The next day, I rode in a National Guard helicopter with the governor from Arkadelphia all the way to Newport to view the damage. On Monday, we were back on the helicopter to fly to Hickory Ridge and Marmaduke in northeast Arkansas. There had been heavy damage in each of those towns before the storm exited the state.
On Tuesday, March 4, President Clinton came home to Arkansas and took part in a walking tour of what remained of downtown Arkadelphia.
Following the tour, a small group of us sat in a room at Elk Horn Bank and Trust (now Southern Bancorp). There was no electricity. The room was lit by candles.
Knowing I was from Arkadelphia, the president whispered this to me: “Don’t quote me (I figure that after almost 14 years it’s OK now), but most towns in the southern half of the state could never recover from something like this. Given the fact it has two universities and strong banks, Arkadelphia has a better chance to come back than almost any other town south of Little Rock would have.”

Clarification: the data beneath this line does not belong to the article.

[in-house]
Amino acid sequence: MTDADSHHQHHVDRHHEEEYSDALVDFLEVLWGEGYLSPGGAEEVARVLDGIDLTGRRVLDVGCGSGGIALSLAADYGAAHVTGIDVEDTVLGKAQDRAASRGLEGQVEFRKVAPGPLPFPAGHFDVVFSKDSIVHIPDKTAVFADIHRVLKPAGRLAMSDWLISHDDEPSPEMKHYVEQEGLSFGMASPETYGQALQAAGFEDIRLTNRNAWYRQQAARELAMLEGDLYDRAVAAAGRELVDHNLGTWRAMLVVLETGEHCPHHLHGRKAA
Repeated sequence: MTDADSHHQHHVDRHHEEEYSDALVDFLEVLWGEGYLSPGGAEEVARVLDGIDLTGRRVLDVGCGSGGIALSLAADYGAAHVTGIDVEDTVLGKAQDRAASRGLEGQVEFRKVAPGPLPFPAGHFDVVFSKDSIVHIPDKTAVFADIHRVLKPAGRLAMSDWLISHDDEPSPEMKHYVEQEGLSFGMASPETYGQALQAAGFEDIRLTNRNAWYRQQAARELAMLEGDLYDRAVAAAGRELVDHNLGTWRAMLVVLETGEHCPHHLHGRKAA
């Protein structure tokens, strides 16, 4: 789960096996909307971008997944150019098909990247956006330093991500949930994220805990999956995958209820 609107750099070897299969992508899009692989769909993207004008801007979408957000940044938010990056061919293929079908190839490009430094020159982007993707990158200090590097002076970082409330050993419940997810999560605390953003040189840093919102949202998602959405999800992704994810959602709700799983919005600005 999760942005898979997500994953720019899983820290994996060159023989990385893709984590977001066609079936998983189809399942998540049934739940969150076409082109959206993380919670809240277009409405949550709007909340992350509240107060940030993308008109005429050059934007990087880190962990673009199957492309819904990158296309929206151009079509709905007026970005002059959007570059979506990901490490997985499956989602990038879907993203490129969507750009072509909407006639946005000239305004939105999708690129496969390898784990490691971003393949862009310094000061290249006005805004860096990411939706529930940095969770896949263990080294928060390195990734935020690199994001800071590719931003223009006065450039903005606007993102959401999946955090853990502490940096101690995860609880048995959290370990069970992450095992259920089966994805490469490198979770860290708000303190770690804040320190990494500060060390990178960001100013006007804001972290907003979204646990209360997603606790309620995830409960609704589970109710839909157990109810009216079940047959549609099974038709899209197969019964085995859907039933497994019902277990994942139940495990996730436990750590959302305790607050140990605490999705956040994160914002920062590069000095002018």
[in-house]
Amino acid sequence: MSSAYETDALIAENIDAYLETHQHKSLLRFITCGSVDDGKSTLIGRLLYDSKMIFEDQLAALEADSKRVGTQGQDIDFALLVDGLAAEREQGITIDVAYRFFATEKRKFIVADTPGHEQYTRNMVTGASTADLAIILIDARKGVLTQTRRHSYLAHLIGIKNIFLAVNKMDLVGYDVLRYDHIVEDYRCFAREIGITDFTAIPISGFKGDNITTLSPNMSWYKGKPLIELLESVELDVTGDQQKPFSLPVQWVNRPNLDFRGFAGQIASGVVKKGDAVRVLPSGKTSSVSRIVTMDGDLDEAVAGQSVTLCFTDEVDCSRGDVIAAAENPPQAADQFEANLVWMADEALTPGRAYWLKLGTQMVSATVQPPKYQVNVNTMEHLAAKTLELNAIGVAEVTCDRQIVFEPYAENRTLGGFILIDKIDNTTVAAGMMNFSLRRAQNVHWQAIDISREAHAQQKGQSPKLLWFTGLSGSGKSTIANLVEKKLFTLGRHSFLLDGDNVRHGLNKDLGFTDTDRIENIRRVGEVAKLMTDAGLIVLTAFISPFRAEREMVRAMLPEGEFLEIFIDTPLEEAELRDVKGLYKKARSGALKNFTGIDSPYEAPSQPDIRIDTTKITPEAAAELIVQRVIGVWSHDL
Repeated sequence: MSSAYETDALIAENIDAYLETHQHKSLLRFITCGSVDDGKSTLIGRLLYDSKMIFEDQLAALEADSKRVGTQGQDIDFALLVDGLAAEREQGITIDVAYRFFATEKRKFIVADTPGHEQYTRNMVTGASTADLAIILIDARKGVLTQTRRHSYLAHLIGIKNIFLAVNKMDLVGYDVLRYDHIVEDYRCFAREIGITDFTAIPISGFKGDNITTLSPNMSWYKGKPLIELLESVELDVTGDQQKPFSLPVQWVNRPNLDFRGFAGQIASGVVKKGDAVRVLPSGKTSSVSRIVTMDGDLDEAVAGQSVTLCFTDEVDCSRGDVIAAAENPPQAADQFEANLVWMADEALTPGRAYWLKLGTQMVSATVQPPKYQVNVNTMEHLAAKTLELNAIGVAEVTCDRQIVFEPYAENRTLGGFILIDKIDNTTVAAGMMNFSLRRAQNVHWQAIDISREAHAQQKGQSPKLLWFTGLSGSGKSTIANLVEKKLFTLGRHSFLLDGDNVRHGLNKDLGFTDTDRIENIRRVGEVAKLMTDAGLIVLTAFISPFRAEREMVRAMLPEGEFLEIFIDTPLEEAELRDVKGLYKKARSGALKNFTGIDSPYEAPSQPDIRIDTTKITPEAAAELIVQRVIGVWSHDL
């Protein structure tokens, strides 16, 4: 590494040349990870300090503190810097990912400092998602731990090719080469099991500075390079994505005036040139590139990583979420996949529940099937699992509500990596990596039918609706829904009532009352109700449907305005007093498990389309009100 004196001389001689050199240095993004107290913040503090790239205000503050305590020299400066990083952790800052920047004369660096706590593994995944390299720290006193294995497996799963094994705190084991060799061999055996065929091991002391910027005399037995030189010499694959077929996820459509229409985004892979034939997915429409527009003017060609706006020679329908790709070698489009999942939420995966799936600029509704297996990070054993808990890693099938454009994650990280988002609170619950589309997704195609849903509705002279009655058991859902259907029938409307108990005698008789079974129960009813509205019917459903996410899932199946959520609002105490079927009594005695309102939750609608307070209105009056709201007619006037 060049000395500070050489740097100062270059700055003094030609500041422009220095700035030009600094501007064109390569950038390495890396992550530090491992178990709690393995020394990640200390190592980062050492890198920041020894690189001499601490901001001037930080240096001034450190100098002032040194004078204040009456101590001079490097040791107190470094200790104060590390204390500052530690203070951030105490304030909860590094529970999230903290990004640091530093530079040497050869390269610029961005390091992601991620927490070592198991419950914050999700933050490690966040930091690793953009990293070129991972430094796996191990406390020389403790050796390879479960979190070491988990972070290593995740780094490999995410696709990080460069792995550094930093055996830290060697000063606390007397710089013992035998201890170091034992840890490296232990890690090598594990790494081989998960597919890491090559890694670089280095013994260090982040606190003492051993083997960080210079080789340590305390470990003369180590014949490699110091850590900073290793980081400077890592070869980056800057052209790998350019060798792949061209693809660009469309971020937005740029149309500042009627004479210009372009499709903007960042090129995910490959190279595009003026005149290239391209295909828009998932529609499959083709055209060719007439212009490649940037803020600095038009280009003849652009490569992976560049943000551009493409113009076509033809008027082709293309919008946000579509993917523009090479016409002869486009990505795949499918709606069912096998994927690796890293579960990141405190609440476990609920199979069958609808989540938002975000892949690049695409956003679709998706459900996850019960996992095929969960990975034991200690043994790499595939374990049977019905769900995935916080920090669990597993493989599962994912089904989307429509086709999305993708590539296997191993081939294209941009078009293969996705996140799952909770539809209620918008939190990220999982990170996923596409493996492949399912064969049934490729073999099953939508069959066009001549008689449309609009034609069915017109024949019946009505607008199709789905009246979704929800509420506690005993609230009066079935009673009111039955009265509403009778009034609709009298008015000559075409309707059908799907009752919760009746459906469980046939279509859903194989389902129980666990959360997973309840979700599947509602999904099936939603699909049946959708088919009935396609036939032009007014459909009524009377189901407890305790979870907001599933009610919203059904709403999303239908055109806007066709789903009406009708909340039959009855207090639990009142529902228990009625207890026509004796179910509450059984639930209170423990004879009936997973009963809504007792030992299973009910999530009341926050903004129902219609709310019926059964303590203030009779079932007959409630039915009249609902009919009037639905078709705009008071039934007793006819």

It’s interesting that he mentioned the banks.
I thought of President Clinton’s comments last week as people filled the football stadium at Arkadelphia High School. They were there to see the Arkadelphia Promise scholarship program unveiled. The initiative is modeled on the El Dorado Promise, though there are key differences. It’s something that will change the face of my hometown forever, and it’s being made possible by the Ross Foundation and Southern Bancorp. No longer will the families of Arkadelphia High School graduates have to worry about coming up with the money to pay college tuition and fees as long as their children meet certain standards.
Ross Whipple, the chairman of the Ross Foundation, is also the chairman of Summit Bank, which he began in February 2000. Whipple is recognized as one of the region’s top bankers. Meanwhile, Phil Baldwin’s leadership has solidified Southern Bancorp’s position as the largest and most profitable rural development banking organization in the country.
It’s unusual for any town anywhere to have two banking corporations as strong as Summit and Southern headquartered in the same community. It’s especially impressive that visionaries such as Whipple and Baldwin work within blocks of each other on Main Street.
Bill Clinton’s March 1997 comment about the importance of strong banks resonates today.
In a video message, U.S. Secretary of Education Arne Duncan said: “More than a decade ago, you not only rebuilt Arkadelphia after a devastating tornado, you built it stronger. Today, you have been given another chance to get smarter, to prepare yourself to succeed, to pursue your dreams. I don’t think we celebrate success enough in education.”